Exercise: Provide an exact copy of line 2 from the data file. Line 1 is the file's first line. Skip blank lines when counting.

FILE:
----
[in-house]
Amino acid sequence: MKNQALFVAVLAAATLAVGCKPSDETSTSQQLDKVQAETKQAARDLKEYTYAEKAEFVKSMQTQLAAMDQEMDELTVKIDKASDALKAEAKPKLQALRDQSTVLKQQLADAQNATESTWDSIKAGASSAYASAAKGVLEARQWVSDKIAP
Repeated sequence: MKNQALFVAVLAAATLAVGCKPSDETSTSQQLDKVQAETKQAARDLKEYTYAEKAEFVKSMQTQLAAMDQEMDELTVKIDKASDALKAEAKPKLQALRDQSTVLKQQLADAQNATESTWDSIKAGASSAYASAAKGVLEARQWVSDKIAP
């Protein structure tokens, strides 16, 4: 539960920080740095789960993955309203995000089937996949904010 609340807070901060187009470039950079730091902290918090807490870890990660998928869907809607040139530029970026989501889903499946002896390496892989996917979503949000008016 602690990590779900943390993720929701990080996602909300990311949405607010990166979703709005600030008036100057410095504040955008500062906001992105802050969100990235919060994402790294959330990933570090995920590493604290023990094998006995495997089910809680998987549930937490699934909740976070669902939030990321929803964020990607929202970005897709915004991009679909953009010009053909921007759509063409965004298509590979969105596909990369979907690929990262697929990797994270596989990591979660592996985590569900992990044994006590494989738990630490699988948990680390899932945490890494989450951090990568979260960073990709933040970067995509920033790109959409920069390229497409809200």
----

Amino acid sequence: MKNQALFVAVLAAATLAVGCKPSDETSTSQQLDKVQAETKQAARDLKEYTYAEKAEFVKSMQTQLAAMDQEMDELTVKIDKASDALKAEAKPKLQALRDQSTVLKQQLADAQNATESTWDSIKAGASSAYASAAKGVLEARQWVSDKIAP